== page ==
What’s not in scope

Describe what the design team should not challenge (e.g. hard technical constraints, change of CMS, major design overhauls during a platform migration project, etc.)
[Note: I use this one more as a guide to understand which topics will be hard to change, which things shall be taken as project constraints, and what the business values as a status quo. However, in practice, if you make some key discoveries which could significantly help the product and you have a really strong rationale for them, everything can be challenged.]


  • Are there any other teams, people, technology or anything else that the success of this project is dependent on? Describe them.


List risks and caveats that need to be considered.

  • What are the risks to the success of this project?
  • What could go wrong? Why?
  • What would happen if we don’t meet the deadline / or if this project is not carried out at all?
  • What could not be done if this project doesn’t go through?


List tangible artefacts that this project is expected to deliver.

  • What deliverables are expected?
  • What will they be used for next?


Link to a product road map if available.

  • What are the currently known deadlines and milestones?
  • What is the expected project start date [if filling in before the team is assembled]?
  • What is the expected delivery date?
  • In case, there is a delay, what would happen?

Ways of working

Team routines

  • What will be the team ceremonies and who shall be involved?
  • Will you work in sprints? One-week, two-week ones?
  • Will you have regular check-ins? Design crits? Retrospectives? Etc. When? Who shall organise those?


  • What communication tools will you use and what for? (Email vs Slack vs JIRA vs Zoom, etc.)

Design, collaboration and documentation tools

  • What design and collaboration tools will we use?
  • How will we document the project?
  • How will we share our work with stakeholders and development?

Shared data

  • Where is the project space/folder and all the materials relevant to the project
  • Does everyone have access? If not, who will make sure everyone has it?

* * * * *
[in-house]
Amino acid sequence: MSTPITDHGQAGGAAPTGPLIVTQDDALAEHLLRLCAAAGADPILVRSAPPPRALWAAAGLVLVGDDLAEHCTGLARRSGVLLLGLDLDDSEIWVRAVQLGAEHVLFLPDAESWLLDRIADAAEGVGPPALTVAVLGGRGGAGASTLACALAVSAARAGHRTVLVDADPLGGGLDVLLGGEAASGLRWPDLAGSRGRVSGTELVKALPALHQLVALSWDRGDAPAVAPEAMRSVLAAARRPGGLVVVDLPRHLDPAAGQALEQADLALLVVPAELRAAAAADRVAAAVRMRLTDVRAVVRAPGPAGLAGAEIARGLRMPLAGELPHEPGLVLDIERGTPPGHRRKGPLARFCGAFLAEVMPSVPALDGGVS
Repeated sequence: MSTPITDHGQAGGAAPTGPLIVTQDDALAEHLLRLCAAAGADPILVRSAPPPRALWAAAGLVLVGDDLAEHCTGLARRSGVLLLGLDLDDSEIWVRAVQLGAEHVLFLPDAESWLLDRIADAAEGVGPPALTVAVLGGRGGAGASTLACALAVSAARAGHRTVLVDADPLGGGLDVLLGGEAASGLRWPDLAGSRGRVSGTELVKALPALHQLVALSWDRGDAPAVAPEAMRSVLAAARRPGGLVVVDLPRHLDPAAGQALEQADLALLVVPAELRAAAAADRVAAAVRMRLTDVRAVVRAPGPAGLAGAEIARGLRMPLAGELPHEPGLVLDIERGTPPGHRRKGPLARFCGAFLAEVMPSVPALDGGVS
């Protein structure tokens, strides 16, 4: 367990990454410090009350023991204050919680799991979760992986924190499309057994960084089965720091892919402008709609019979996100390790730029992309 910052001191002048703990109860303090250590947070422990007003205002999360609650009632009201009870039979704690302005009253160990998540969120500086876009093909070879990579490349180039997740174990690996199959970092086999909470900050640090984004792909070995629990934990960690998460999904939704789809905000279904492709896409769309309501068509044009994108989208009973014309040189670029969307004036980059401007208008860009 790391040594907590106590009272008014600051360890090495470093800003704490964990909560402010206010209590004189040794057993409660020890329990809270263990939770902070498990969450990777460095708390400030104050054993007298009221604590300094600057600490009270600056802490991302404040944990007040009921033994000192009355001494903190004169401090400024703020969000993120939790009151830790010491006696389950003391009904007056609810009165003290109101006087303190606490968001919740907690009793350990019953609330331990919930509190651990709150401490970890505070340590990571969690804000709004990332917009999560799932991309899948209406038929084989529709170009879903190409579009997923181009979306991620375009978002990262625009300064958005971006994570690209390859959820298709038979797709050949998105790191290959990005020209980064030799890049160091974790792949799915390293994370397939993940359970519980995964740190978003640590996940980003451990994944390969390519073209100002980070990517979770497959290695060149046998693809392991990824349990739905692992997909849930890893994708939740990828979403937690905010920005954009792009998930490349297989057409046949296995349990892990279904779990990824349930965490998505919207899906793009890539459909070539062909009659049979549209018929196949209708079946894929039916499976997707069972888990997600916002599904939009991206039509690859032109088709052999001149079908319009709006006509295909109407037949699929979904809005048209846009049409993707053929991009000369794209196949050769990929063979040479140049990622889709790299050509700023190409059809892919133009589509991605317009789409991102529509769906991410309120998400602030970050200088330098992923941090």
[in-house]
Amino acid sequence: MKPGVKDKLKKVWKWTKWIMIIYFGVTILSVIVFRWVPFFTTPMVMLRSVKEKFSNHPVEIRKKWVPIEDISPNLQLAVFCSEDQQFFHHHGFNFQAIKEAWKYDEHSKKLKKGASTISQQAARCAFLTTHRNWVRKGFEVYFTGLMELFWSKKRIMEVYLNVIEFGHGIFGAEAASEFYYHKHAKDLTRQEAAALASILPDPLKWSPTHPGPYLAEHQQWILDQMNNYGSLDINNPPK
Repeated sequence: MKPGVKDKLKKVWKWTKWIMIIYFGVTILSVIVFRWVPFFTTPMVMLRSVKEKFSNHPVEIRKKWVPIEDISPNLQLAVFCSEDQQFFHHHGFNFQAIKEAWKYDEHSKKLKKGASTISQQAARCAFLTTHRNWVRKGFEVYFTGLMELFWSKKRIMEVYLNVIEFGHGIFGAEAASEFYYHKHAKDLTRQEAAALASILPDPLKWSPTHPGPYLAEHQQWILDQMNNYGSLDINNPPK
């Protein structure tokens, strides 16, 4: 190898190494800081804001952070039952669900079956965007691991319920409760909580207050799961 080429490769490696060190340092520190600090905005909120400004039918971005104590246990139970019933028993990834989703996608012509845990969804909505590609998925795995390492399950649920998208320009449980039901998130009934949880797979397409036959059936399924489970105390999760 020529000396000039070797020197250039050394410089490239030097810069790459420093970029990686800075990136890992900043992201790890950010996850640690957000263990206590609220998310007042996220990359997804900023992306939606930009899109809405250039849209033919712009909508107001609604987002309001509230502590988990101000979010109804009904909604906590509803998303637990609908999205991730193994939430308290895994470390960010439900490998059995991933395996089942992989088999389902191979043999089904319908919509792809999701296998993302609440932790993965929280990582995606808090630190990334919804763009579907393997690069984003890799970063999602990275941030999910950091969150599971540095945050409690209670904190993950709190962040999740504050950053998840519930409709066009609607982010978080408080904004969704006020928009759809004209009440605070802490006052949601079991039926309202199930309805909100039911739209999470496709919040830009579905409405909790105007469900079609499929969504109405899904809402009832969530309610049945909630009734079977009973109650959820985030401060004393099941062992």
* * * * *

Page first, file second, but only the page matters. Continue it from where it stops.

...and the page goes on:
Budget [if relevant]

  • What is your budget for this?
  • What does the approval process look like?

Additional notes

If there is something else, specific to this project, state it here.

Template end

How to use the UX project brief ✍️

Option 1: Fill in as a team in a workshop or asynchronously

Use this template as a tool to make your kick-off workshop more structured and to gain initial project knowledge from all team members. Or fill it in asynchronously using your favourite collaboration tool. Then put the final touches and agree on it together.

Option 2: Let your product owner (PO) fill it in and discuss it together

I often like to use this template before there is any project team assembled — to understand how mature the PO’s thinking already is, and to see which design skills would benefit the project most.

In those cases, I send the template straight to the PO and ask if they could fill it in for me. We then go through it together once it’s done. The results depend on how senior the PO is, what the project is about, and how much is known already. However, almost always I hear that it helped them think about the project in a more structured way and that they themselves now have a better understanding of what they want to achieve. That’s good. When we invest a lot of money, time, effort and passion into something, it’d better have a solid base.

Option 3: Fill it in yourself and then discuss it together

When the person requesting the project is not easily reachable or is too high in the hierarchy for you to send them a brief to fill in, fill it in yourself. Then come back to them and validate if your interpretation matches their expectations. Again, as there is now something tangible to talk about, it facilitates deeper and more fruitful discussions.

Good luck and get in touch ⌨️

Hope this simple template helps you get more clarity and put your team on the same page. If you have any suggestions for improvement or stories to share once you’ve tried it, I’d be super happy if you shared them in the comments below. If you need help setting up your new project or initiative, contact me 👋

Many thanks to my lovely wife Klara, and my good friend Ondrej Homola for their valuable feedback and suggestions for improvement.

Matěj Káninský

I’m an award-winning experience design leader with 15+ years of experience in UX design, user research, service design and art direction. I’ve built and led successful teams, got top management’s buy-in to support and finance customer-centred initiatives, made design operations leaner and more effective, created product visions and made them a reality, and connected design with the rest of the organisation to benefit the end customer and the business. I’m passionate about helping individuals, teams and organisations grow.